If you want to help to keep your Bombay slim and looking their best, you might want to consider giving them sardines or some delicious salmon once or twice a week, in a serving size of one tablespoon. These foods and the oils they are packed with are quite good for your kitty’s coat, thanks to omega fatty acids.
The lean meats are also going to be naturally less fatty and your cat will certainly love them as a treat. If you are worried about your ‘mini-panther’ ending up with fish breath, you can try giving them a small slice of apple to go with their fish.
Some Bombay cats love apple slices, but you’ll have to try it out with your cat as not every cat will enjoy them. If your cat DOES like them, however, they make for an excellent breath-freshener and the fibrous fruit also helps in brushing their teeth.
Speaking of which, brushing your cat’s teeth at least twice a week (or more often if they like the kitty toothpaste, which is flavored!) can help to keep gingivitis at bay and this can help to ensure that they eat enough. Whenever your cat has dental issues, eating becomes painful, so you can stop this possibility before it starts!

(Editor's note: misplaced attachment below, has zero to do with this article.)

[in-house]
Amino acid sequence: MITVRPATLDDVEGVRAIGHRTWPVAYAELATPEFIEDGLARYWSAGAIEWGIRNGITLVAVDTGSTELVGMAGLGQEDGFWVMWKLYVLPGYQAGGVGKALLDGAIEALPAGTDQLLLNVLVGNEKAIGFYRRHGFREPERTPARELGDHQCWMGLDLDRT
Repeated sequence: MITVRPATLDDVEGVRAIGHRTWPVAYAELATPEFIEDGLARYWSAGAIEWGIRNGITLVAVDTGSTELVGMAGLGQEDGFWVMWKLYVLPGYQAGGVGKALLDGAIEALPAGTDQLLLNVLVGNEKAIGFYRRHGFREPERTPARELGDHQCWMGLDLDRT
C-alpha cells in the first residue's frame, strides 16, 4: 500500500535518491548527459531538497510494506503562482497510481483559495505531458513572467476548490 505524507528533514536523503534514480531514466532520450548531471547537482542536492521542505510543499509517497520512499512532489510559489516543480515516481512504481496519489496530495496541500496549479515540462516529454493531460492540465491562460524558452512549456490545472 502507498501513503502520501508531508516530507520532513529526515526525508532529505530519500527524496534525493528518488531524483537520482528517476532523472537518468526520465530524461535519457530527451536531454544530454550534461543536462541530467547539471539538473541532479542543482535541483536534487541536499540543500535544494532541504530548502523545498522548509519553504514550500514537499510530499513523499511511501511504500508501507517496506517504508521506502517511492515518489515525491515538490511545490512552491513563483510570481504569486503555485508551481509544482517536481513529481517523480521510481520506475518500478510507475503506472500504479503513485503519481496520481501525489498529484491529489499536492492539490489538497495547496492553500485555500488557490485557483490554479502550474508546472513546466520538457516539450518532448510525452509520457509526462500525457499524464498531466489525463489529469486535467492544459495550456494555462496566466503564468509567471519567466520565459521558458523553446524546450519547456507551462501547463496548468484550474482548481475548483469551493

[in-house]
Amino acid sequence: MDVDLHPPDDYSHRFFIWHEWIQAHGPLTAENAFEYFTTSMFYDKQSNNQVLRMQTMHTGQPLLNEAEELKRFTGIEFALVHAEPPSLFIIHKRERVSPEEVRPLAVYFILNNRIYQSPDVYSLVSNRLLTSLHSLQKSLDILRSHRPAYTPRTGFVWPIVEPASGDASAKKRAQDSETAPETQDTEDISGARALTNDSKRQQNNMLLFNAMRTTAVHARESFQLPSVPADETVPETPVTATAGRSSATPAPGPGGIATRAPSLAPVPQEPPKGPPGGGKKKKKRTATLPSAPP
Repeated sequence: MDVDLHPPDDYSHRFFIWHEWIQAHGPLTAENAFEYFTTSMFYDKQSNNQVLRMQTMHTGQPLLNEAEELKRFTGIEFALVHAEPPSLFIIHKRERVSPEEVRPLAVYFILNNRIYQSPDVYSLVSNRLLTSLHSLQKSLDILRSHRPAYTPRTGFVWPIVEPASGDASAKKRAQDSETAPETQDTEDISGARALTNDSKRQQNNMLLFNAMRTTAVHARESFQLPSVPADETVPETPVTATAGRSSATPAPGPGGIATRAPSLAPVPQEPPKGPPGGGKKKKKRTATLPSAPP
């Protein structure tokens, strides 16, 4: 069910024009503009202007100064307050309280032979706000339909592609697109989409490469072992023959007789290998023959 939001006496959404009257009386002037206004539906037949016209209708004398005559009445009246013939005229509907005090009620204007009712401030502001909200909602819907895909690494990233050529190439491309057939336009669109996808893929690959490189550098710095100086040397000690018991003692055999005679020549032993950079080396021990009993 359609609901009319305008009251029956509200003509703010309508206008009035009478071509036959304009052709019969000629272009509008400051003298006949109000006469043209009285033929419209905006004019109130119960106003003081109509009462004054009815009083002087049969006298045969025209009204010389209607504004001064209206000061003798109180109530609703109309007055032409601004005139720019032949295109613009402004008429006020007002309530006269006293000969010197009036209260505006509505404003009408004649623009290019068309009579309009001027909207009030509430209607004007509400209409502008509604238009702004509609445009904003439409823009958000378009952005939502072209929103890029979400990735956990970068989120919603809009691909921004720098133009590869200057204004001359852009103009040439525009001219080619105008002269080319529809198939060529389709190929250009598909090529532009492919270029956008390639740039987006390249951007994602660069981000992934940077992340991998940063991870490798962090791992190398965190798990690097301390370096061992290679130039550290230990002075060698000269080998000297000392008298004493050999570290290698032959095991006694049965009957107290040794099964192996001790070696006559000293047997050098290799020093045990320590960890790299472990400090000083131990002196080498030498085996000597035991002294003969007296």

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Some final words on Bombay cats and their growth cycles
Bombay cats are quite low maintenance, as it turns out, though as you can see they will need a little nudge to keep them from overeating and regular vet visits every 3 months are certainly still a good idea.
Thankfully, Bombay cats don’t have a lot of health issues (like some other cat breeds), though they are prone to heart problems down the line and it’s best to get them used to healthier snacks if they aren’t already. Finally, if your cat is a little under or overweight in comparison to our projections, be sure to check with your vet before changing their diet.
Just like you and I, every Bombay cat is unique, and let’s face it – this cat breed is definitely a far cry from average when compared to other cat breeds!